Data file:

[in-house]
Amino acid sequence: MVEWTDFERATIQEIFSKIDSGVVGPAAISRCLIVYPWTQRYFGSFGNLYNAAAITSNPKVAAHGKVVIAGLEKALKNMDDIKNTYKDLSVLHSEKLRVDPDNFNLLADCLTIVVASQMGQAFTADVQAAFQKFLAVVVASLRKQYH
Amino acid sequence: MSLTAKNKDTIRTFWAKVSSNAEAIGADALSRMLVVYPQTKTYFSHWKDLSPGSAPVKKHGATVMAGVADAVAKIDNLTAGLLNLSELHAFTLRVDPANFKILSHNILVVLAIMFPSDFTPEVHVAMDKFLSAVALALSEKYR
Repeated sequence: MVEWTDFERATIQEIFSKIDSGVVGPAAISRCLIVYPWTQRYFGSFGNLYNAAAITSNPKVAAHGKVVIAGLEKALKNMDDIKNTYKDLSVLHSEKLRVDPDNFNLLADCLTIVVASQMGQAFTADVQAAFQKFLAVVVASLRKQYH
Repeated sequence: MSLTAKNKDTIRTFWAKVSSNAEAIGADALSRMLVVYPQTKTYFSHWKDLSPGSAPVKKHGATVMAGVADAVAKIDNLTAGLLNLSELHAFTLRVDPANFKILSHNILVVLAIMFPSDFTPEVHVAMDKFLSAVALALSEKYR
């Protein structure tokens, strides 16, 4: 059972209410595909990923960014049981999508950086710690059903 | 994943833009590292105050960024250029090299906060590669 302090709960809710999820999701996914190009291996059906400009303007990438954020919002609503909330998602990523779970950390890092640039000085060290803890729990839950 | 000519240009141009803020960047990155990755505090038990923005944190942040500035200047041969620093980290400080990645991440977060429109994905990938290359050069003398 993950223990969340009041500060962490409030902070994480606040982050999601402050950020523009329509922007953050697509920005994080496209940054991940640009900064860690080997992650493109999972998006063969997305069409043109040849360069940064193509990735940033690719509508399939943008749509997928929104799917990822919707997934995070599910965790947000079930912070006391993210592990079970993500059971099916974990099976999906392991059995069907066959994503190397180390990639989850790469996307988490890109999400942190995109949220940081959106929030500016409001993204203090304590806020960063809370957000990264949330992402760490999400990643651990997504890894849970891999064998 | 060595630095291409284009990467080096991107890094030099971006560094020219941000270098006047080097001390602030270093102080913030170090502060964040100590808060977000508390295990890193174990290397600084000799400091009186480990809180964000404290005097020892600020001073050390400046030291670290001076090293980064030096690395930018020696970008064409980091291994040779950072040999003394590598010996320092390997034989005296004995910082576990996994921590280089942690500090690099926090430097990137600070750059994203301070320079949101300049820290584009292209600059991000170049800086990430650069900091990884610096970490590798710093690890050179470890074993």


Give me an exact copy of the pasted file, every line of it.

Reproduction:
[in-house]
Amino acid sequence: MVEWTDFERATIQEIFSKIDSGVVGPAAISRCLIVYPWTQRYFGSFGNLYNAAAITSNPKVAAHGKVVIAGLEKALKNMDDIKNTYKDLSVLHSEKLRVDPDNFNLLADCLTIVVASQMGQAFTADVQAAFQKFLAVVVASLRKQYH
Amino acid sequence: MSLTAKNKDTIRTFWAKVSSNAEAIGADALSRMLVVYPQTKTYFSHWKDLSPGSAPVKKHGATVMAGVADAVAKIDNLTAGLLNLSELHAFTLRVDPANFKILSHNILVVLAIMFPSDFTPEVHVAMDKFLSAVALALSEKYR
Repeated sequence: MVEWTDFERATIQEIFSKIDSGVVGPAAISRCLIVYPWTQRYFGSFGNLYNAAAITSNPKVAAHGKVVIAGLEKALKNMDDIKNTYKDLSVLHSEKLRVDPDNFNLLADCLTIVVASQMGQAFTADVQAAFQKFLAVVVASLRKQYH
Repeated sequence: MSLTAKNKDTIRTFWAKVSSNAEAIGADALSRMLVVYPQTKTYFSHWKDLSPGSAPVKKHGATVMAGVADAVAKIDNLTAGLLNLSELHAFTLRVDPANFKILSHNILVVLAIMFPSDFTPEVHVAMDKFLSAVALALSEKYR
């Protein structure tokens, strides 16, 4: 059972209410595909990923960014049981999508950086710690059903 | 994943833009590292105050960024250029090299906060590669 302090709960809710999820999701996914190009291996059906400009303007990438954020919002609503909330998602990523779970950390890092640039000085060290803890729990839950 | 000519240009141009803020960047990155990755505090038990923005944190942040500035200047041969620093980290400080990645991440977060429109994905990938290359050069003398 993950223990969340009041500060962490409030902070994480606040982050999601402050950020523009329509922007953050697509920005994080496209940054991940640009900064860690080997992650493109999972998006063969997305069409043109040849360069940064193509990735940033690719509508399939943008749509997928929104799917990822919707997934995070599910965790947000079930912070006391993210592990079970993500059971099916974990099976999906392991059995069907066959994503190397180390990639989850790469996307988490890109999400942190995109949220940081959106929030500016409001993204203090304590806020960063809370957000990264949330992402760490999400990643651990997504890894849970891999064998 | 060595630095291409284009990467080096991107890094030099971006560094020219941000270098006047080097001390602030270093102080913030170090502060964040100590808060977000508390295990890193174990290397600084000799400091009186480990809180964000404290005097020892600020001073050390400046030291670290001076090293980064030096690395930018020696970008064409980091291994040779950072040999003394590598010996320092390997034989005296004995910082576990996994921590280089942690500090690099926090430097990137600070750059994203301070320079949101300049820290584009292209600059991000170049800086990430650069900091990884610096970490590798710093690890050179470890074993």